DUNEDIN, Fla. – The paparazzi-esque scene surrounding Hyun-Jin Ryu’s every move felt a little Hollywood, interest in the ace left-hander drawing a media mob comparable in size to the one across the state documenting the Houston Astros’ lamely scripted attempt at penance.
Unlike the tainted 2017 World Series champions, Ryu did nothing wrong, his star power back in his native South Korea alone enough to draw the type of horde that typically descends upon a scandal. That gave the Toronto Blue Jays’ first official workout for pitchers and catchers a bit of a celebrity vibe, which is much better than the feeling from a day earlier.
“It’s exciting,” pitching coach Pete Walker, headed into his ninth season on the big-league staff and a veteran of four camps with the club as a player, said of the sudden spike in attention. “Obviously we got some new pitchers, and the staff has had a little bit of an upgrade, for sure. It adds to the excitement for the players here. It’s always good to see.”
Better for the Blue Jays to see was Ryu letting it rip on the mound during a 33-pitch side session, and then demonstrating a savvy self-awareness of both his role on the club and the demands in and around that.
No longer pitching behind the dynamic duo of Clayton Kershaw and Walker Buehler, Ryu needs to be the dude in a Blue Jays rotation that had been improved but lacked high-end impact until his $80-million, four-year deal. The 32-year-old finished second in National League Cy Young Award voting last year after pitching to a 2.32 ERA and 1.007 WHIP over 182.2 innings, and he’ll be counted on to perform similarly now that he’ll be at the head of the staff.
“I’m not trying to put too much thought into that,” he said through interpreter Bryan Lee. “Of course it’s nice to be titled as an ace, but to be honest, I’m just another player. We win games by having all the players put in their effort. At the same time, I do realize the expectation and the weight that comes with this kind of contract and I know exactly what the Blue Jays want from me. So I’m definitely going to try to talk to the younger players because we have a very young core and if I can, I’d like to be their mentor and really work things as a team.”
Ryu, of course, knows better than to force it, saying all the right things about learning a new organization, new catchers and new teammates. He’s had past success preparing for seasons gradually and without forcing things, ensuring his body “is ready to maintain certain types of workloads,” and he plans to repeat those things this year as well.
“I had a good talk with Pete and the organization and they’re more than willing to help me do the same things that helped me be successful over the past couple of years,” Ryu added. “Right now I’m just trying to carry that good momentum and feel into the next season.”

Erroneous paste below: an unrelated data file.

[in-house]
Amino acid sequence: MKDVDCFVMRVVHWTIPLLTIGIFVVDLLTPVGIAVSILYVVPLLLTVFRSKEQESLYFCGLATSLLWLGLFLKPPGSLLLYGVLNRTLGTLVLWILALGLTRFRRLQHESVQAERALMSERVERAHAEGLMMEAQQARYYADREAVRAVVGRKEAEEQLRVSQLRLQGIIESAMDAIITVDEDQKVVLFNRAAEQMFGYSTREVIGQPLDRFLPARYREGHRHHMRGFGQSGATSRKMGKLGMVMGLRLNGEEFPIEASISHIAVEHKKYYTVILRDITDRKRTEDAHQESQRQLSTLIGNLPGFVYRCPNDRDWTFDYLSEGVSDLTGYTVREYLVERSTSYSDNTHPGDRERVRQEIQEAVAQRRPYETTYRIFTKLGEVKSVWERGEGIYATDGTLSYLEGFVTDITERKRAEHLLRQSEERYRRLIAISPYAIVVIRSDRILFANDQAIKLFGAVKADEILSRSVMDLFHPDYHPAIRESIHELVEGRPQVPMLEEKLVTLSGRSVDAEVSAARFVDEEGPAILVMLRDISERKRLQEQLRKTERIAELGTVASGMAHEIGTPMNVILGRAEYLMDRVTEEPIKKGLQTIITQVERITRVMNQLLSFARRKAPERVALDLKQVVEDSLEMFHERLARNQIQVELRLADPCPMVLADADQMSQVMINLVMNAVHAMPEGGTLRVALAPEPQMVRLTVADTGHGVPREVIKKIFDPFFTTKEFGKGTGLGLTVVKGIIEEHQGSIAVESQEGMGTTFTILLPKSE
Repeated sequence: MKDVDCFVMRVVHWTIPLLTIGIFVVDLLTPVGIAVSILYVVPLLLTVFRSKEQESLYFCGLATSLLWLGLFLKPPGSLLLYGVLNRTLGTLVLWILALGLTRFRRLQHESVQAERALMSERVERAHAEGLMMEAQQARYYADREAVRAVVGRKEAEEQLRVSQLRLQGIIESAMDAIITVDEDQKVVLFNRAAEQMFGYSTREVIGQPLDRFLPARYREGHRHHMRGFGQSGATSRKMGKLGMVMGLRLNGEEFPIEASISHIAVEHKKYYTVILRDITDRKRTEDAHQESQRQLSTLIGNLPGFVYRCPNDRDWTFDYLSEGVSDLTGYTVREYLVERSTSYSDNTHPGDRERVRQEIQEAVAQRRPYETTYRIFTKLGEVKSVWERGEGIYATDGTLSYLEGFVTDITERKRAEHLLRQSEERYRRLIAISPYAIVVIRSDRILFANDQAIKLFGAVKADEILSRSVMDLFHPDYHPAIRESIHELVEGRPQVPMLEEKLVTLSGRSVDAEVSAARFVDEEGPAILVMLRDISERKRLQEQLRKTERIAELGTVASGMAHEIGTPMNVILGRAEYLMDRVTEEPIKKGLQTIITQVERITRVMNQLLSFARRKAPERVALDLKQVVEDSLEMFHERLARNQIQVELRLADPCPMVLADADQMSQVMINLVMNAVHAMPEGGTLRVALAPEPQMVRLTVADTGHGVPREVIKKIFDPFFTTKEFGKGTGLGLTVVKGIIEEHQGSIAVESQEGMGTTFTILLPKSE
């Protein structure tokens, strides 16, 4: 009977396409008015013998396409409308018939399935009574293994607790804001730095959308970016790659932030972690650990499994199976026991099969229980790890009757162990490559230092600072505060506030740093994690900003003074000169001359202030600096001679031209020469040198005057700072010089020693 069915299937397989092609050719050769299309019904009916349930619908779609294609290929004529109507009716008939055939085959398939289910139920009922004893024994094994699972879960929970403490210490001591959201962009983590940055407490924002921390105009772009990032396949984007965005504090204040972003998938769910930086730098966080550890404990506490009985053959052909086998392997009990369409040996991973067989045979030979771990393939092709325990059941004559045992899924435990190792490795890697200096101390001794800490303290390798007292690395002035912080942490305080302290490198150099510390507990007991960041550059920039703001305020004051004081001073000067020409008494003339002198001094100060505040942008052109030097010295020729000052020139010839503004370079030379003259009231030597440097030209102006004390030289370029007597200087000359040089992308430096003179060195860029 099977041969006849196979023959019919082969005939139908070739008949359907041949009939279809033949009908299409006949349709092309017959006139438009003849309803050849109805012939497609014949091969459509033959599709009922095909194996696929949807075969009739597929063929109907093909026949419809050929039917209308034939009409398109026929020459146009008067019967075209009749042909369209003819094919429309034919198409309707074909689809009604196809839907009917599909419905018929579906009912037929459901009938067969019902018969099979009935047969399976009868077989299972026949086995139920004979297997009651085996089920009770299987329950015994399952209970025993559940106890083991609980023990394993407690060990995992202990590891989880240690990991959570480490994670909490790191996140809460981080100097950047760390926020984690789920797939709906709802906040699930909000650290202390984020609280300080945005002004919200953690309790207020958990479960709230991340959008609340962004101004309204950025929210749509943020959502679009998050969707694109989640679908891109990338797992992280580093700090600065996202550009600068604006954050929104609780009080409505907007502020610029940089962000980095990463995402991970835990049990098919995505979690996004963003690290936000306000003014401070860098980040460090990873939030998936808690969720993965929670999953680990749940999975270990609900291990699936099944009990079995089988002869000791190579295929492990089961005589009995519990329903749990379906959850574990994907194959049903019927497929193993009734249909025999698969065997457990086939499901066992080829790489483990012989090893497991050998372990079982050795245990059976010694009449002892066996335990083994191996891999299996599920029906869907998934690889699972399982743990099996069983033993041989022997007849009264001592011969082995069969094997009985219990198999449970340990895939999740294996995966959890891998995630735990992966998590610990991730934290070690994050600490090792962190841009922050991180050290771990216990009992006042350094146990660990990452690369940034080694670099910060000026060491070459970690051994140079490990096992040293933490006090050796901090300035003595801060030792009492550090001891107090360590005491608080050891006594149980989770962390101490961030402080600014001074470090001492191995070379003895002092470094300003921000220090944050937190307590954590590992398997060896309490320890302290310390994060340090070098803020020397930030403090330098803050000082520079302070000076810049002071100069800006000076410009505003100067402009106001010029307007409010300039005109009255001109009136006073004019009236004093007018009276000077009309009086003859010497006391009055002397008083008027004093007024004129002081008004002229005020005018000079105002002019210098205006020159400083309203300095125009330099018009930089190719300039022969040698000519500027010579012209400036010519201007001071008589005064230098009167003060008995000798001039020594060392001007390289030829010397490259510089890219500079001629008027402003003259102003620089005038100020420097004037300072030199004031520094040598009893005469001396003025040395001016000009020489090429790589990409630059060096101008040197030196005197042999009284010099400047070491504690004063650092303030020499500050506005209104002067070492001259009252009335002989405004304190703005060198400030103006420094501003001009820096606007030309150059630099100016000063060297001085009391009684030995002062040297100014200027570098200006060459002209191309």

That’s pro stuff, and part of the value for the Blue Jays in the contract.
Ryu’s injury history offers pause – a torn labrum in his left shoulder wiped out all but one start from his 2015 and ’16 seasons – but when healthy, he’s performed and that made him coveted.
For what’s a stabilized but still largely transitionary Blue Jays rotation, there are obvious tangible benefits to having him at the front every fifth day, as well more subtle intangibles that impact the wider roster.
“You get starters who are consistently taking the ball and going deep into games, you put everyone in a better position,” said Walker. “Your defence thrives off that kind of guy and it gives you a really good feeling that you’re going to win a ballgame that day. Hopefully it carries over with the other guys.”
The other guys include fellow free-agent add Tanner Roark, who has yet to arrive in camp for personal reasons, Chase Anderson, Matt Shoemaker and one of incumbents Trent Thornton and Ryan Borucki, plus Japanese newcomer Shun Yamaguchi.
Thornton was the only Blue Jays starter to go wire-to-wire last year, something that may give him an early edge, but Yamaguchi, who’s slated to throw a side Friday, can quickly erase that if it looks like his dominance in Japan will translate. Borucki, meanwhile, was considered a future cornerstone last spring before elbow issues derailed his year, and will get his looks, too.
“What I love about this spring so far is that the competition for the fifth spot is going to be pretty good, and that’s only going to make us better,” said manager Charlie Montoyo. “I’m excited about seeing the kids compete for those spots. Even for the bullpen, that’s going to be exciting.”
Sure, although having more things settled is preferable, because usually that means a team is more established. The Blue Jays are still working toward that, both in the rotation and the wider roster as a whole, with Ryu and the big spotlight on him set as an integral part of the foundation.